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Solange Landreville, Laurence Trudel-Vandal, Constance Barry-Marcheterre, Renée Paradis, Stephanie Proulx; Impact of physiological oxygen level on the growth and the transcriptome of melanocytes and fibroblasts from the choroid. Invest. Ophthalmol. Vis. Sci. 2014;55(13):4457.
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© ARVO (1962-2015); The Authors (2016-present)
Cell culture is traditionally performed in CO2 incubators maintained at atmospheric oxygen level (21%), while oxygen is transported by the blood and delivered to the cells at levels lower than 14%. Some oxygen derivatives such as the reactive oxygen species (ROS) can induce replicative senescence of cells when produced in excess, presumably because of irreversible damages to nucleic acids, lipids and proteins. The choroid is an interesting model for understanding the molecular effects of oxygen because the cells are exposed to oxygen levels varying between 4.5-11%. The goal of this study was to recreate the physiological oxygen conditions of the native choroid to study the growth and the transcriptome of melanocytes and fibroblasts.
Melanocytes and fibroblasts were isolated from human choroids (n=3) by successive digestions in trypsin and collagenase. The cells were then exposed to physiological (<5%) or atmospheric (21%) oxygen levels. Cell viability and proliferation under both oxygen levels were measured by a colorimetric assay using the MTS tetrazolium salt and by phospho-histone H3 immunostaining, respectively. Then, gene expression profiling by microarray was conducted using RNA prepared from melanocytes and fibroblasts grown under both oxygen levels. Presence of oxidative DNA damage was studied with the CellROX Green reagent that binds oxidized DNA.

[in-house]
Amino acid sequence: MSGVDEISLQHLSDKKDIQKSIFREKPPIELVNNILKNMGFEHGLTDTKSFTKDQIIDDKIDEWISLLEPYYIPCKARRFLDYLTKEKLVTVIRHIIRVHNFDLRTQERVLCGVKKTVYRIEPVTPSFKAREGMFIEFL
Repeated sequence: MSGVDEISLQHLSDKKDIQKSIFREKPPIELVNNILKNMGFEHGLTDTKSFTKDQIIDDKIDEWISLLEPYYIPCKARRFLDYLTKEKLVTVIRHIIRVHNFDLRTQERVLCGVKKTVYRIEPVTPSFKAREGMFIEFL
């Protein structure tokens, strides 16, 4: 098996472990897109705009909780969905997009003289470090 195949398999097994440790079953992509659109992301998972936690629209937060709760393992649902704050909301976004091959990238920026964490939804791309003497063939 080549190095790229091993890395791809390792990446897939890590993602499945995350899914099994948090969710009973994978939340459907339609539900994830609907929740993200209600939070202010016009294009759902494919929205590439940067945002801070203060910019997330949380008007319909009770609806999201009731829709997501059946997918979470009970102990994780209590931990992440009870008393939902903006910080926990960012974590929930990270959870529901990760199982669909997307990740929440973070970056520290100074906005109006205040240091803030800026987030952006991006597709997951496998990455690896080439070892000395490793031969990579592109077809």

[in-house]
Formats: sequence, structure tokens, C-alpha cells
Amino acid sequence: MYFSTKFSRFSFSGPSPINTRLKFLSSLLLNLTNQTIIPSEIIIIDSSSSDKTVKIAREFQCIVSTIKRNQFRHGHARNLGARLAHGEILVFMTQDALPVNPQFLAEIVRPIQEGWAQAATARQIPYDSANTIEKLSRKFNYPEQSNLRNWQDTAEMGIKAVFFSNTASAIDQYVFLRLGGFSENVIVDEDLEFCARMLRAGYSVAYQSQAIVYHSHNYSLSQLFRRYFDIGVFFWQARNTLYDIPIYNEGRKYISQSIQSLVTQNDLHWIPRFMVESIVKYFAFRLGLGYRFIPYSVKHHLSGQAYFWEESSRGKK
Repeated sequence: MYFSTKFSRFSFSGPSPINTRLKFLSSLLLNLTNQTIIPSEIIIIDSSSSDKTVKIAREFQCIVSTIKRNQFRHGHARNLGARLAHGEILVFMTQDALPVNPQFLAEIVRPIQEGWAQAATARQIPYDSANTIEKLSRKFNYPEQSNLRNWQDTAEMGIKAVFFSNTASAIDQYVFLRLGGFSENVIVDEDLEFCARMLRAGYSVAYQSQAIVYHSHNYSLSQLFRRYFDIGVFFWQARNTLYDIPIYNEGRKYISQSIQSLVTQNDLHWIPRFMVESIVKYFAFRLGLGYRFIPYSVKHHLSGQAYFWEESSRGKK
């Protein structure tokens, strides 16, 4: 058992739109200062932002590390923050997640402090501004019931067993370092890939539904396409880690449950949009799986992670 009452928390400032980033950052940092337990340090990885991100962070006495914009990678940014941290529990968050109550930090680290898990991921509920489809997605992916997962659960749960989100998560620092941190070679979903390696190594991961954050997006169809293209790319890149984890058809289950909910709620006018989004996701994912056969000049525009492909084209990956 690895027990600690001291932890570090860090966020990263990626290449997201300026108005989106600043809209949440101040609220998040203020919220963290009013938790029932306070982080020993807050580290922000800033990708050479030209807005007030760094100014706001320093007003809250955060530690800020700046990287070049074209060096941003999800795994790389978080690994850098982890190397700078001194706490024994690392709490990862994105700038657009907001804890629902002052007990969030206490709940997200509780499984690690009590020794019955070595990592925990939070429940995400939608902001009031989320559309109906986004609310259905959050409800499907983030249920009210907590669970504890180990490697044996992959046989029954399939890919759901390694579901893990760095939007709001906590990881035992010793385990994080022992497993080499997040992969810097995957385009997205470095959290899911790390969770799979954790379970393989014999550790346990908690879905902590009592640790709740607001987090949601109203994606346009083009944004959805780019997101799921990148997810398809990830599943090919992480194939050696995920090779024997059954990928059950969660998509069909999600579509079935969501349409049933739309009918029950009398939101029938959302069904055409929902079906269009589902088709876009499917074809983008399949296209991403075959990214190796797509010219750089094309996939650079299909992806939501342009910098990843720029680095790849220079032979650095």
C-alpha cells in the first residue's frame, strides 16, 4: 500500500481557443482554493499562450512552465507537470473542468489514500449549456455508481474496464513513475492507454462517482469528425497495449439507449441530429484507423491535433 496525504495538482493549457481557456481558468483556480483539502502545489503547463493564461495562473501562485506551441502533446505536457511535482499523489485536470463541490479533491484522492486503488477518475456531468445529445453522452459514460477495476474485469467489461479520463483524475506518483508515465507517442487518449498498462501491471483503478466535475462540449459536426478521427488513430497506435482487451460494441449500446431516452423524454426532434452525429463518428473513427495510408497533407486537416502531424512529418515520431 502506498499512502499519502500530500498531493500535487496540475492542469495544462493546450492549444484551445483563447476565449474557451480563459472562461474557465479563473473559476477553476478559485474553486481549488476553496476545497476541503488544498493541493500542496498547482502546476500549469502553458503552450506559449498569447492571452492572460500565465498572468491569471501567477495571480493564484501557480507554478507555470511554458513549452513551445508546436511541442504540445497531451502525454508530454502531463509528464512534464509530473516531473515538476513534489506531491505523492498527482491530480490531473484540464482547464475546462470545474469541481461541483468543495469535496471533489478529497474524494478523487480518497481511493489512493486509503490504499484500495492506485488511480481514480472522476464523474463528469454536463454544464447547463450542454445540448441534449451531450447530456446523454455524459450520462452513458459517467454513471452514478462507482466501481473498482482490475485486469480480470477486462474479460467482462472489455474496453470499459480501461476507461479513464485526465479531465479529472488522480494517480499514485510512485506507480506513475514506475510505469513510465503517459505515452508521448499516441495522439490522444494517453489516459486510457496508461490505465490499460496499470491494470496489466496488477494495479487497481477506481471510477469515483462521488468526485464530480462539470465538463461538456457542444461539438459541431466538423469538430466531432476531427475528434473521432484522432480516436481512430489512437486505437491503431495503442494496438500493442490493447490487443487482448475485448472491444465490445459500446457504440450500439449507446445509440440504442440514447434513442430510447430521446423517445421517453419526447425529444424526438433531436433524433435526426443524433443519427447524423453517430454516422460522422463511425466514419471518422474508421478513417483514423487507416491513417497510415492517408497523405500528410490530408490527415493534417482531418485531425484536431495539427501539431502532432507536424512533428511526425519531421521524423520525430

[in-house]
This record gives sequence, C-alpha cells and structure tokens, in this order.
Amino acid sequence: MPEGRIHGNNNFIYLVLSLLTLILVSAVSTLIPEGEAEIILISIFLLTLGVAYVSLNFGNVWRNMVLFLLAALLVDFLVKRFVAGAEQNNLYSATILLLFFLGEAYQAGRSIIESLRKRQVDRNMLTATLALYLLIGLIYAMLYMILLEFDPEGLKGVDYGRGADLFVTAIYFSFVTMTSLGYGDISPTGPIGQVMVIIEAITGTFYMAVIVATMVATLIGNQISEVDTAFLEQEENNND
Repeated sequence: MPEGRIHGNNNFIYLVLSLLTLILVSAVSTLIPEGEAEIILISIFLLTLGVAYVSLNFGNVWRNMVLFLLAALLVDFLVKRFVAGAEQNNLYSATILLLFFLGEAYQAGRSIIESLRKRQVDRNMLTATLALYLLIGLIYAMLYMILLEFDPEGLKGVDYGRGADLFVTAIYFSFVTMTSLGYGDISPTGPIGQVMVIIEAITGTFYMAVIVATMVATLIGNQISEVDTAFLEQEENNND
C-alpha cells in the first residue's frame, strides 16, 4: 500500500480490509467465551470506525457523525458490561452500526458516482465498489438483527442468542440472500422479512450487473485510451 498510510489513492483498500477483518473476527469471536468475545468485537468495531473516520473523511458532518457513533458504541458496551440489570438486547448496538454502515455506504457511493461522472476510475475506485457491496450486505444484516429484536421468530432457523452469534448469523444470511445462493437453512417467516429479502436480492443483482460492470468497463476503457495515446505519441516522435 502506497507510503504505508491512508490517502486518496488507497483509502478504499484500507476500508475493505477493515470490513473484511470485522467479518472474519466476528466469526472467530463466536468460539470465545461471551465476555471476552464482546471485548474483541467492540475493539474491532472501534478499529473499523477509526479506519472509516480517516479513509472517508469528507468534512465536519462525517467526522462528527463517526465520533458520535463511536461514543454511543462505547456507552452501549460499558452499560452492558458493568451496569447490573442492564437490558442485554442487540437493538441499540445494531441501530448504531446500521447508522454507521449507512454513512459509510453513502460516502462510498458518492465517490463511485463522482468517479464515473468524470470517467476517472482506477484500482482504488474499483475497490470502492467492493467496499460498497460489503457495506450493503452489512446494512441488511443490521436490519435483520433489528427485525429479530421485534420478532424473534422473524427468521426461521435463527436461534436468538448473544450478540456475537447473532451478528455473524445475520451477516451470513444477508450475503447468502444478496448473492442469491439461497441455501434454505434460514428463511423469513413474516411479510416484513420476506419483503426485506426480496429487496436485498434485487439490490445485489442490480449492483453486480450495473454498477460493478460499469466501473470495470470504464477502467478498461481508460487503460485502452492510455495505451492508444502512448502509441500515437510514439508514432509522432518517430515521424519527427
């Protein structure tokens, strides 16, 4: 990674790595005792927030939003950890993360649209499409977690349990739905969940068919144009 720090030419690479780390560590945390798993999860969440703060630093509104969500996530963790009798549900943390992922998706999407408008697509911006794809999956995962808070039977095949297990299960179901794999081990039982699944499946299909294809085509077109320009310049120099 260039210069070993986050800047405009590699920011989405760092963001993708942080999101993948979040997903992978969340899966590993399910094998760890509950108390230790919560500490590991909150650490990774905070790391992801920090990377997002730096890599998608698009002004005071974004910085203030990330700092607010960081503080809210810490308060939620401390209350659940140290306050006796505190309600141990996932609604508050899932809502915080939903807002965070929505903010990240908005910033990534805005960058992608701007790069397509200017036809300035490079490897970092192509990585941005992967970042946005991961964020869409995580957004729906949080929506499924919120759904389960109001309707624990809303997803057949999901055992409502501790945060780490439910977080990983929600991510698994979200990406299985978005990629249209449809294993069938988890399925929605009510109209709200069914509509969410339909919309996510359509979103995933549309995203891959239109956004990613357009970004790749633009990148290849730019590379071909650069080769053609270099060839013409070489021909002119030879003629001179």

A significant increase in the percentage of viability was measured in melanocytes cultured at low oxygen level, compared to cells grown at 21% oxygen (increases of 65%, 31% and 50%, respectively). An opposite effect was observed with the fibroblasts (decreases of 4%, 35% and 23%, respectively). Scatter plot analysis of the microarray data indicated very few modifications in gene expression between choroidal cells exposed to both oxygen levels (R2=0.9715 and R2=0.9777, respectively). Finally, the level of oxidative stress was reduced at physiological oxygen level.
This study demonstrated that choroidal cells could grow in physiological oxygen conditions that more closely replicate the native tissue environment. Choroidal cells exposed to different oxygen levels shared larger similarities in their transcriptome than we had predicted. Extensive work is warranted to understand the discrepancy between adaptive responses of choroidal melanocytes and fibroblasts to oxygen level.
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